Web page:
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Is there a variable or a function, which can tell me the actual position of the cursor?

#!/usr/bin/env perl
use warnings;
use 5.012;

use Term::ReadKey;
use Term::Cap;
use POSIX;

my( $col, $row ) = GetTerminalSize();

my $termios = new POSIX::Termios;
$termios->getattr;
my $ospeed = $termios->getospeed;

my $terminal = Tgetent Term::Cap { TERM => undef, OSPEED => $ospeed };

# some movement ...

# at which position (x/y) is the cursor now?
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4 Answers 4

up vote 3 down vote accepted

I don't think you can determine the cursor position using termcap.

The termutils manual says:

If you plan to use the relative cursor motion commands in an application program, you must know what the starting cursor position is. To do this, you must keep track of the cursor position and update the records each time anything is output to the terminal, including graphic characters.

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But that's a big "if" - if you don't plan to restrict yourself to the relative cursor motion commands (which you might need to do for an old terminal, or a printer), then there are other options available, especially on modern terminals - for instance the query cursor position sequence. ("modern" here means "more or less anything produced since about 1980" :-). –  psmears Feb 10 '11 at 16:35
    
@psmears Granted. There's ways to actually do that. sid_com tagged it as termcap, though. With it, it's just not possible. –  Linus Kleen Feb 10 '11 at 17:40
    
Actually (with the termcap that's distributed with some versions of Linux, at least - the one maintained by Eric Raymond) the "u7" string is the "query cursor position" sequence, and the "u8" string is a format string that describes the response (see /etc/termcap for a description). –  psmears Feb 13 '11 at 19:31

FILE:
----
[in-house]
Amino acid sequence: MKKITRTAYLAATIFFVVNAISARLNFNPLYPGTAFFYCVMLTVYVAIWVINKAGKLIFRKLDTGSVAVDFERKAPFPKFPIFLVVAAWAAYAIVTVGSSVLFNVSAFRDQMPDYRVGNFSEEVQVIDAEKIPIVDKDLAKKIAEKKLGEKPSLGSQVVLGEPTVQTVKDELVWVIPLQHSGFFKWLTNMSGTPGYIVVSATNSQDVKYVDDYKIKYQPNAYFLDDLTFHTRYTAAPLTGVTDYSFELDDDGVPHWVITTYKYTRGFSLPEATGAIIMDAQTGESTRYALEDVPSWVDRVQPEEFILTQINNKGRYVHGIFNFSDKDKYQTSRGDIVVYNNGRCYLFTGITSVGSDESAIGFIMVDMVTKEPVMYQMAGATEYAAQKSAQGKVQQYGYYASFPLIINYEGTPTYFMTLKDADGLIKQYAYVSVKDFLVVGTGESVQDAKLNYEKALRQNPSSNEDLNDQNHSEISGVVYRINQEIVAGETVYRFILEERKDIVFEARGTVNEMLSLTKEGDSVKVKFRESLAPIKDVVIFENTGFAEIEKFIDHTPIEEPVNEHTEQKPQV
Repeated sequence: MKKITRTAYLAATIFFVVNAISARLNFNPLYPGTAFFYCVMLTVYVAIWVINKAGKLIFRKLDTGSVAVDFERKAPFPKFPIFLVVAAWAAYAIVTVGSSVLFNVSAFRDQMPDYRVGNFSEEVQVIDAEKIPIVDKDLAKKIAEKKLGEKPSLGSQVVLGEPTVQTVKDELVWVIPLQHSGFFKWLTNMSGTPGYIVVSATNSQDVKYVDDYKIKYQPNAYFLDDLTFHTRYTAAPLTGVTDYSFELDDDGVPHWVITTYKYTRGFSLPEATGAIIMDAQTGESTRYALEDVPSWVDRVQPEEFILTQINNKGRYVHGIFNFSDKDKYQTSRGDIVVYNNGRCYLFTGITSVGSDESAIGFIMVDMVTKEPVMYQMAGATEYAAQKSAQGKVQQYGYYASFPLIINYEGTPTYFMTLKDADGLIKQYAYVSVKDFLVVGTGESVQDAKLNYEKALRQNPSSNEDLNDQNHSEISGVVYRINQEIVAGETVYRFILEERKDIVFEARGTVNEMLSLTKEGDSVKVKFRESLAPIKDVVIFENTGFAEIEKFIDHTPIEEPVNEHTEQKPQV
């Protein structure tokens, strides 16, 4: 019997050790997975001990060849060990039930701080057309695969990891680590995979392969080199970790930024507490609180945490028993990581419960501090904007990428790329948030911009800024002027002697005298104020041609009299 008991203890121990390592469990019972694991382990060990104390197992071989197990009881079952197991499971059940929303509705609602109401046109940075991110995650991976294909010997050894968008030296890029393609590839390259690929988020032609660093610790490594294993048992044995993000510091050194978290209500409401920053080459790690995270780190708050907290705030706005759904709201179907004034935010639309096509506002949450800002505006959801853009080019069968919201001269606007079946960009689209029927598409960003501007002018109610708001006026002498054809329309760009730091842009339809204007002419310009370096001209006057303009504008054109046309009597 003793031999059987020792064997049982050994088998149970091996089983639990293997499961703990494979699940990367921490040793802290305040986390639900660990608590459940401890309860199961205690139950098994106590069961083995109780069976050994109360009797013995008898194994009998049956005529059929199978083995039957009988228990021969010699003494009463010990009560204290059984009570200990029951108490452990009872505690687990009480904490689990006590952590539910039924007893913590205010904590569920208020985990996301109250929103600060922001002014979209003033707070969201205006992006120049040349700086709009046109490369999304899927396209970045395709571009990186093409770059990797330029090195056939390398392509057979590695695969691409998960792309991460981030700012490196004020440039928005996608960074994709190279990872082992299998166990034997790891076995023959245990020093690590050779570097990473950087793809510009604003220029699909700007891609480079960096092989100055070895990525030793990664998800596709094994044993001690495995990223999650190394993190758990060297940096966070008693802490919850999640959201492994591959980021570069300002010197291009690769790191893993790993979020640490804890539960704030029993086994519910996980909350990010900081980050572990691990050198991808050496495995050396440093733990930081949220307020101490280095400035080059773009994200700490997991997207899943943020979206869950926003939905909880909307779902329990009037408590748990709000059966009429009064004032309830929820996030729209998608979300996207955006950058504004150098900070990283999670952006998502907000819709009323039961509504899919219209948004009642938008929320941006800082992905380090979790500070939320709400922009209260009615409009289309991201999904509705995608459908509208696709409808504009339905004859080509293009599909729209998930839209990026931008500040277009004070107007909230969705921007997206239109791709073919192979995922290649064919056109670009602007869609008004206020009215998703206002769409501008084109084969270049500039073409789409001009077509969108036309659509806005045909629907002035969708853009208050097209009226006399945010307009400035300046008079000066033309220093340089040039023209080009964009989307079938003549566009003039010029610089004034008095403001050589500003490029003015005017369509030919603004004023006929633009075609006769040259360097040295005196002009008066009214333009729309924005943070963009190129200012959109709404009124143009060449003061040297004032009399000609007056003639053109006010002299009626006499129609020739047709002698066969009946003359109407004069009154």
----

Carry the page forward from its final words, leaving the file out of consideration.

You could use curses instead. It has getcurx() and getcurx(). There is a CPAN module for it (and the libcurses-perl package in Debian or Ubuntu).

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The OP tagged it as termcap. +1 for the alternative, though. –  Linus Kleen Feb 10 '11 at 17:49
    
getcurx() and getcury() simply return curses idea of where the cursor is. They don't actually ask the real terminal. –  LeoNerd Apr 21 '12 at 23:08

Some terminals may support querying the position, as CSI 6 n. If supported, the position will be reported as CSI Pl;Pc R. For example

$ echo -e "\e[6n"; xxd

^[[4;1R
0000000: 1b5b 343b 3152 0a                      .[4;1R.

This reports the cursor as being at the 1st column of the 4th line (counting from 1).

However, this probably ought not be relied upon, as not very many terminals actually support this.

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Printing ESC[6n at ANSI compatible terminals will give you the current cursor position as ESC[n;mR, where n is the row and m is the column

So try reading it with terminal escape characters. Something like that:

perl -e '$/ = "R";' -e 'print "\033[6n";my $x=<STDIN>;my($n, $m)=$x=~m/(\d+)\;(\d+)/;print "Current position: $m, $n\n";'
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